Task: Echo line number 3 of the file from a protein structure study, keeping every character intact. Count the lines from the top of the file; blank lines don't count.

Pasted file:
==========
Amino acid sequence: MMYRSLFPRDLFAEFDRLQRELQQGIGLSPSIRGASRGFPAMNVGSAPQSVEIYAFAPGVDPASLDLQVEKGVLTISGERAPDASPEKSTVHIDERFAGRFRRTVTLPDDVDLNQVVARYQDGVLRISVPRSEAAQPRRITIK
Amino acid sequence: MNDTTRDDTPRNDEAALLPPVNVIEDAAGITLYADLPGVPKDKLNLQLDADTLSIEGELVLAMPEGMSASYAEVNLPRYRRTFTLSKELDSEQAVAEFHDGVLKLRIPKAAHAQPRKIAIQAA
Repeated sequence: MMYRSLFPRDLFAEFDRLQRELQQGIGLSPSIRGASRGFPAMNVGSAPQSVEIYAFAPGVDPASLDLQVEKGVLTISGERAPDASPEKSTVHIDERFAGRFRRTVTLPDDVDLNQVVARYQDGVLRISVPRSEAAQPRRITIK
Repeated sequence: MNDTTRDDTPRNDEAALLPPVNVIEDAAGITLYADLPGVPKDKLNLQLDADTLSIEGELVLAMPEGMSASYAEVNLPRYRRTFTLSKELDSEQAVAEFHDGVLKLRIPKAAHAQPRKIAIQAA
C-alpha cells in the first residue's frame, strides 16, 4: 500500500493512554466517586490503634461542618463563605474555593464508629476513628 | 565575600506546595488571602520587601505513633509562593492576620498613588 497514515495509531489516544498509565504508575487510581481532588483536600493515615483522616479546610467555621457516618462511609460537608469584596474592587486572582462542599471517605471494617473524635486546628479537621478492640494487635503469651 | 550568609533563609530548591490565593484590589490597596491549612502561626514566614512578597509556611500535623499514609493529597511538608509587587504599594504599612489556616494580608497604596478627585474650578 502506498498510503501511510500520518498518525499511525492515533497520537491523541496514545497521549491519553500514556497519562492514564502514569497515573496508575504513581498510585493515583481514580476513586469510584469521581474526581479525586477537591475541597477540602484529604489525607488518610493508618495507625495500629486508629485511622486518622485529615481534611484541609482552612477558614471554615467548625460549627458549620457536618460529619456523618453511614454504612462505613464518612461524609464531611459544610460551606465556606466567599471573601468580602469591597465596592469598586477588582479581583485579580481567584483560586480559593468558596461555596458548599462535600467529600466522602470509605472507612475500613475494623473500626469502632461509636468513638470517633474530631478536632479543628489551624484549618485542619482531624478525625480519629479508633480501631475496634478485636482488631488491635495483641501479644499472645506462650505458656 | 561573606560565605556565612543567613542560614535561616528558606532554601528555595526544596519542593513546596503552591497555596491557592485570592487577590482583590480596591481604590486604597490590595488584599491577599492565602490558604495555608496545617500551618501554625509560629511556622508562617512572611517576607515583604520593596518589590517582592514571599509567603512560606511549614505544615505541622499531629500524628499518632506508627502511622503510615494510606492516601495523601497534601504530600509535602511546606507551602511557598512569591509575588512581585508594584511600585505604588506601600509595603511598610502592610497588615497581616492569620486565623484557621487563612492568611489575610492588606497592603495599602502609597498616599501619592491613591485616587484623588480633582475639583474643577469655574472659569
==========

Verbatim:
Repeated sequence: MMYRSLFPRDLFAEFDRLQRELQQGIGLSPSIRGASRGFPAMNVGSAPQSVEIYAFAPGVDPASLDLQVEKGVLTISGERAPDASPEKSTVHIDERFAGRFRRTVTLPDDVDLNQVVARYQDGVLRISVPRSEAAQPRRITIK